Governance Now Masterminds

Hope Adityanath adjusts his public rhetoric to befit his new office: Expert

“All citizens of UP, no matter their religion, deserve a chief minister who will seek development for all, regardless of their background.”

GN Bureau | March 30, 2017


#Yogi Adityanath   #UP   #poll 2017   #Uttar Pradesh chief minister   #elections   #BJP   #Bharatiya Janata Party   #HIndutva  
Yogi Adityanath
Yogi Adityanath

 
Indian parties do not choose their politicians with a view to what the world might conclude, but there is no denying the signal Yogi Adityanath’s pick sends: with a huge mandate, the BJP has decided to lead with the face of religious nationalism—not the forward-looking, twenty-first century face of the New India—in their most important state, said a leading international expert.
 
“Some Indian commentators have used the phrase “the mask has come off” or “bait and switch” to describe this abrupt shift from a development-focused platform. I hope this does not signal that UP will become enmeshed in religious conflict, unable to advance its development agenda,” wrote Alyssa Ayres, Council on Foreign Relations senior fellow for India, Pakistan, and South Asia.
 
 
In a blog “BJP Puts Religion in the Front Seat in India’s Largest State”, Ayres wrote that Adityanath supporters will say he deserves a chance to prove himself. “He does, but his past inflammatory remarks—the reason for his national notoriety—are surely cause for concern.”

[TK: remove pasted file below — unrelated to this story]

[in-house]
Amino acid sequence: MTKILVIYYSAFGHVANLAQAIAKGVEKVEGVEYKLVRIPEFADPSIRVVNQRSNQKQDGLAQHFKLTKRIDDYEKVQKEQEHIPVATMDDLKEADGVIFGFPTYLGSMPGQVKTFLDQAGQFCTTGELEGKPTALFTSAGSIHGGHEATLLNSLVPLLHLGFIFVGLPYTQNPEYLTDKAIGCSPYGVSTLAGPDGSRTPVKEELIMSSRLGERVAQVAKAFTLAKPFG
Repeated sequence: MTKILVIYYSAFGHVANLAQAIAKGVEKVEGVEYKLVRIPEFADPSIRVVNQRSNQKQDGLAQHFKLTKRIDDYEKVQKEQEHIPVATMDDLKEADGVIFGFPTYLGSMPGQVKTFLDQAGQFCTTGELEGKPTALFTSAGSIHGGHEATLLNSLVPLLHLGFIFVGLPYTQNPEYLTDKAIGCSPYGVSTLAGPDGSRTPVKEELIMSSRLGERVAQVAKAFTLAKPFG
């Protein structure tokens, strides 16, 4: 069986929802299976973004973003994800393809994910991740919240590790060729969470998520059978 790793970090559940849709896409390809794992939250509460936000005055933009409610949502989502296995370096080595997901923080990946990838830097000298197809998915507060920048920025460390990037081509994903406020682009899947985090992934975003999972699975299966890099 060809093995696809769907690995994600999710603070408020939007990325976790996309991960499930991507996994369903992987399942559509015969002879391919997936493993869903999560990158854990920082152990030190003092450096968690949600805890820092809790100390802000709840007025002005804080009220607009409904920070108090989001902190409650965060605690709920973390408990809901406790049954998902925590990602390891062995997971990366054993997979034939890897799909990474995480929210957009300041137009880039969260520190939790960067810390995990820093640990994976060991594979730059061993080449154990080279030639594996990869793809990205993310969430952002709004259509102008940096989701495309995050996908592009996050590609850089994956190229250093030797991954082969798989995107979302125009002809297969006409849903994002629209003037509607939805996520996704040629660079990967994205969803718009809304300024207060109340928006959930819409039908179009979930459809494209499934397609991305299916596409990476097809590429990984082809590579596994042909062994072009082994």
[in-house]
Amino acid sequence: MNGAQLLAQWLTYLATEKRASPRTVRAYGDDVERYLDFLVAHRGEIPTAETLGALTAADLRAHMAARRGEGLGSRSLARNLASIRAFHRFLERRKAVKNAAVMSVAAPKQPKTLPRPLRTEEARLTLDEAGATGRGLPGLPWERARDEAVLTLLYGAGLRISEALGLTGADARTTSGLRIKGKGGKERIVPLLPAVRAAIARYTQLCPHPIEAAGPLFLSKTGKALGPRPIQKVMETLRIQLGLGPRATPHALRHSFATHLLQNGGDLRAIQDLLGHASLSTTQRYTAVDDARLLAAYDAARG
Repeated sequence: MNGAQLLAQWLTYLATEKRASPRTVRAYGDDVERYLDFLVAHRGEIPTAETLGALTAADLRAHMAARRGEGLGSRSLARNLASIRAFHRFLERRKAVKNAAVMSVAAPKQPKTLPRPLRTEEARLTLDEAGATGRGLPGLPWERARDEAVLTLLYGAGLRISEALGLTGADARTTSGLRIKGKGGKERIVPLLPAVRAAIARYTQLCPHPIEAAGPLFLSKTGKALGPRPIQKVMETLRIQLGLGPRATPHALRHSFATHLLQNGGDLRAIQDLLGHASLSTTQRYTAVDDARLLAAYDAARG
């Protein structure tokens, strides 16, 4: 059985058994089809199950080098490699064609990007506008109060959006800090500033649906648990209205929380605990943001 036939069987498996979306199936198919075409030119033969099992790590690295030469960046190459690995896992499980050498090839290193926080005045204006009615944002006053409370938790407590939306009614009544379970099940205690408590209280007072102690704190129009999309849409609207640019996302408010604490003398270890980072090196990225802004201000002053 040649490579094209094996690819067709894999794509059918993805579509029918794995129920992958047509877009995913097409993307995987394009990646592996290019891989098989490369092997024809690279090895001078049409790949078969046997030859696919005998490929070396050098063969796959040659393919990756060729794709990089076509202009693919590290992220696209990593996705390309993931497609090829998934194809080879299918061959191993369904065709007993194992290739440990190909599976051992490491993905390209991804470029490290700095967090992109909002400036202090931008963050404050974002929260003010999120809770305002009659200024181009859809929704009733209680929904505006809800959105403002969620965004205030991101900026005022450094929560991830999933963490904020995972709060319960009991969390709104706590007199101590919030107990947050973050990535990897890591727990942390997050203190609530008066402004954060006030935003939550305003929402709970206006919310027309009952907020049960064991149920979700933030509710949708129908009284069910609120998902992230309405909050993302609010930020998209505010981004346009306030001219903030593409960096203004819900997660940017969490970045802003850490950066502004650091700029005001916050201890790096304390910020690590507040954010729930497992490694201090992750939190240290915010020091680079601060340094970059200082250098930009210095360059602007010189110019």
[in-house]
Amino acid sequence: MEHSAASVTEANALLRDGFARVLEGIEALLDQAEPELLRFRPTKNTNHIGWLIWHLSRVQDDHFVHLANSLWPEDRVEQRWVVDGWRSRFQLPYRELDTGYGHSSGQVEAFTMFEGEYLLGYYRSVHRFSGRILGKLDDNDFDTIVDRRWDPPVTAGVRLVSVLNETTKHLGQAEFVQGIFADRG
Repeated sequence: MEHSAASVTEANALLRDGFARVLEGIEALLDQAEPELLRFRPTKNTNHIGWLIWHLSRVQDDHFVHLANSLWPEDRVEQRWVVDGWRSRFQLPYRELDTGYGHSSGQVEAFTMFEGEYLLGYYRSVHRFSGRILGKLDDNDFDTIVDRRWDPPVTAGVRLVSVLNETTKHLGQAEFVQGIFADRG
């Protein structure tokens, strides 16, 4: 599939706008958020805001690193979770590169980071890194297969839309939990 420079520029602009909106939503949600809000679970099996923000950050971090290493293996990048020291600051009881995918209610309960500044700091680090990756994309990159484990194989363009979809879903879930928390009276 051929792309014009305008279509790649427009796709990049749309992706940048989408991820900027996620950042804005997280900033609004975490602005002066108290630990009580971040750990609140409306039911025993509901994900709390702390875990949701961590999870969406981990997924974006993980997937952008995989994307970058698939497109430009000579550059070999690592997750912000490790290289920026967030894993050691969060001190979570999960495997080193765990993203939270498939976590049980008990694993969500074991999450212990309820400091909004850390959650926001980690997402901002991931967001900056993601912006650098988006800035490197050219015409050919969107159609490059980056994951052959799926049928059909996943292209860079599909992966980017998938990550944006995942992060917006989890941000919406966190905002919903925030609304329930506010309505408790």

She said that prime minister Narendra Modi has expended enormous political capital in domestic and foreign policy highlighting the urgency of India’s development, and during his nearly three years in government has initiated countless initiatives geared toward providing better sanitation and infrastructure for the whole country, encouraging more foreign direct investment, enticing manufacturers to set up in India, calling for “women-led development,” plumping for greater innovation, and positioning India as a new “leading power” on the world stage. These emphases can be summed up in his party’s national campaign slogan, sab ka saath, sab ka vikaas—everyone together, development for all.
 
The BJP conducted their campaign in UP without naming a chief minister candidate for the state.
 
Adityanath has attained fame in India due to his oratory, nearly always described as “fiery,” with him frequently described as a “firebrand” leader of Hindutva, or Hindu nationalism. “I will refrain from enumerating some of the many speeches he has given over the years that illustrate his antipathy for Muslims. The point is that he will now be responsible for overseeing the development of this critically important state, one with enormous problems and enormous needs, and one in which Hindu-Muslim tensions continue to be a concern,” the blog said.
 
She went on to say that the Modi government has two years left in office, and despite having initiated many development programs, has a long way to go to see them fulfilled. “Let’s hope the new leader of India’s largest state adjusts his perspective and his public rhetoric to befit the new office he holds, one charged with the welfare of more than 200 million people, of which some nineteen percent are Muslim. All citizens of UP, no matter their religion, deserve a chief minister who will seek development for all, regardless of their background.”
 



 

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